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Confucianism was incredibly useful to East Asian rulers, as it provided an ideology that in many ways worked in their favor. Not only did it provide social stability, but it also created loyalty through education. The prevalence of these notions can be most clearly seen in China, Korea, and Japan. In China, a meritocracy was created, forever changing social restrictions and slowly dissolving the aristocracy. In Korea, although the aristocracy was still kept intact, a meritocracy within the upper, yangban¸class was formed. In Japan, although a meritocracy didn’t develop like that of China, the education system cemented loyalty among the upper classes. Confucian ideology became extremely popular throughout all three cultures and dominated the way all tiers of society functioned, beginning with the rulers at the top with concepts of educated officials and legitimacy of rule through the Mandate of Heaven.
The ideology was especially beneficial to rulers as it created an educated government where loyalty and goodness were of great importance. As Confucianism placed great stress on education, the value of education suddenly skyrocketed within East Asia. This was due to the belief that education was the “only true assurance of virtuous behavior.” Mencius, in fact, argued that people are born naturally good, but in order to maintain their virtuosity, they need education, therefore education becomes a reinstatement of goodness within a person. Not only that, but Confucianism also taught loyalty and obedience to be cardinal principles, along with filial piety and fraternity. However, loyalty and obedience were of key importance to rulers as they were necessary components to hold power. Furthermore, the Mandate of Heaven was also ...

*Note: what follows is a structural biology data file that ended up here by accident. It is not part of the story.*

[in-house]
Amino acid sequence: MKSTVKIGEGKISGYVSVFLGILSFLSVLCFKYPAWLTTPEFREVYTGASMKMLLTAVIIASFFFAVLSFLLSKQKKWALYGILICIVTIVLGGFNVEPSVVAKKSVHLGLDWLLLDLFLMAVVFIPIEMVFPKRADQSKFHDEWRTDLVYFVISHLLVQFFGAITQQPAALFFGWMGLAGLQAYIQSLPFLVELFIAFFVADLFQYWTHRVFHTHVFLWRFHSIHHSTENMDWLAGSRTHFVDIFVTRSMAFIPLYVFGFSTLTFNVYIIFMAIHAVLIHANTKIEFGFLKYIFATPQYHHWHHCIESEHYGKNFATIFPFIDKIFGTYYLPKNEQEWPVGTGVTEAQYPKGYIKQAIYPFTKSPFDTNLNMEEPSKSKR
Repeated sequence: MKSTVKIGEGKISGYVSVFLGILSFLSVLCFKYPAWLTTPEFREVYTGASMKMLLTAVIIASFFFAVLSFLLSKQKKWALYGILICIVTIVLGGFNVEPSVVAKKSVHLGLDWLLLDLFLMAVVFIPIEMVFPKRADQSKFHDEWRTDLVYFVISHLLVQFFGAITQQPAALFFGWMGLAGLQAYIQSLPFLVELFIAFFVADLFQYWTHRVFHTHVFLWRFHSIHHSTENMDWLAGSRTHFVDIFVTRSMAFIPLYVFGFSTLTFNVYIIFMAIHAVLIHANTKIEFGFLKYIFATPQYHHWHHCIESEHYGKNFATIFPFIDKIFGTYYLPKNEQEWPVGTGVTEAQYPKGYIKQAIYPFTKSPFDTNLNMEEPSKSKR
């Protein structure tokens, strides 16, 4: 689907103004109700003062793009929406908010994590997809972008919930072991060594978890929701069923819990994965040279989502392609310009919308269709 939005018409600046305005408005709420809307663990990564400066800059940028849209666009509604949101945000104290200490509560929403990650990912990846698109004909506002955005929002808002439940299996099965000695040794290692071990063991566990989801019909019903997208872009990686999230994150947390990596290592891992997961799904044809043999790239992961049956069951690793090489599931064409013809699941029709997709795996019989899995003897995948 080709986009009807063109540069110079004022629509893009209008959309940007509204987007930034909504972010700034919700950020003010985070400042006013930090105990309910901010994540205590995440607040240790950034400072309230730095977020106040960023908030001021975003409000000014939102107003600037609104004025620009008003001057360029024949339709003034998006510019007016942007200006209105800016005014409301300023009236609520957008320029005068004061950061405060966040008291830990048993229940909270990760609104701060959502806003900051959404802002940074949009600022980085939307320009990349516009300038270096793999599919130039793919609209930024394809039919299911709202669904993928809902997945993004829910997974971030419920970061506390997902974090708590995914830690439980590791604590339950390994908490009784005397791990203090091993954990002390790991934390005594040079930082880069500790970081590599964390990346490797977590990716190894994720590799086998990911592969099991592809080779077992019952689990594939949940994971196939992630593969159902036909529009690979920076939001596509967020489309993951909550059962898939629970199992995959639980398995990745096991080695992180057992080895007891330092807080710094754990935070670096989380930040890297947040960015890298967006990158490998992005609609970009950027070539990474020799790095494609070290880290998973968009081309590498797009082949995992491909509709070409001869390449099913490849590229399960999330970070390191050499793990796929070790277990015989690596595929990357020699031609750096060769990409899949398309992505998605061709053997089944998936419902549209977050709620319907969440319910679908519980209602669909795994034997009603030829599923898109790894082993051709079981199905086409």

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... send their children to the University. In Japan, education alone was the most beneficial Confucian value, as it taught both loyalty and obedience to the often violent culture of aristocrats.
In conclusion, both the value of education and the Mandate of Heaven were significantly beneficial to most East Asian rulers. Education provided social stability and loyalty, not to mention the obvious benefits of having an educated bureaucracy. The Mandate of Heaven, although not useful in Japan, proved to be of key value to both Chinese and Korean rulers as it validated their legitimacy to rule. Confucianism affected all tiers of society. It is arguably the most successful school of thought in the world as nations even today are profoundly influenced it. However, the most beneficial concepts to premodern East Asian rulers were the value of education and the Mandate of Heaven.
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